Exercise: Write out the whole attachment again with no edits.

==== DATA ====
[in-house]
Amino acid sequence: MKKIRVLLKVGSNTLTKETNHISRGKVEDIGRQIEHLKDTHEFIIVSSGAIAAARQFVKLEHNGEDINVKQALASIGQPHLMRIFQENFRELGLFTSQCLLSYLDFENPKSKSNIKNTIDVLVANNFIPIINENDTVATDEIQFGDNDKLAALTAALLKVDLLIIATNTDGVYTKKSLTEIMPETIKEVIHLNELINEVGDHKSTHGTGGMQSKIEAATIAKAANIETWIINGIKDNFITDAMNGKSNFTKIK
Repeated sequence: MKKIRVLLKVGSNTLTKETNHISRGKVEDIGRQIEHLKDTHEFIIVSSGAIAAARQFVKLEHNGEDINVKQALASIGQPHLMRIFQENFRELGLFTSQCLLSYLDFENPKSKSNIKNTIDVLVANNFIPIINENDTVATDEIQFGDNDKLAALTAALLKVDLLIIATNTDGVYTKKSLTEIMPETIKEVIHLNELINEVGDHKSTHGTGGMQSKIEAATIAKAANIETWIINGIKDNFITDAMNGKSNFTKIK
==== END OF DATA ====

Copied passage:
[in-house]
Amino acid sequence: MKKIRVLLKVGSNTLTKETNHISRGKVEDIGRQIEHLKDTHEFIIVSSGAIAAARQFVKLEHNGEDINVKQALASIGQPHLMRIFQENFRELGLFTSQCLLSYLDFENPKSKSNIKNTIDVLVANNFIPIINENDTVATDEIQFGDNDKLAALTAALLKVDLLIIATNTDGVYTKKSLTEIMPETIKEVIHLNELINEVGDHKSTHGTGGMQSKIEAATIAKAANIETWIINGIKDNFITDAMNGKSNFTKIK
Repeated sequence: MKKIRVLLKVGSNTLTKETNHISRGKVEDIGRQIEHLKDTHEFIIVSSGAIAAARQFVKLEHNGEDINVKQALASIGQPHLMRIFQENFRELGLFTSQCLLSYLDFENPKSKSNIKNTIDVLVANNFIPIINENDTVATDEIQFGDNDKLAALTAALLKVDLLIIATNTDGVYTKKSLTEIMPETIKEVIHLNELINEVGDHKSTHGTGGMQSKIEAATIAKAANIETWIINGIKDNFITDAMNGKSNFTKIK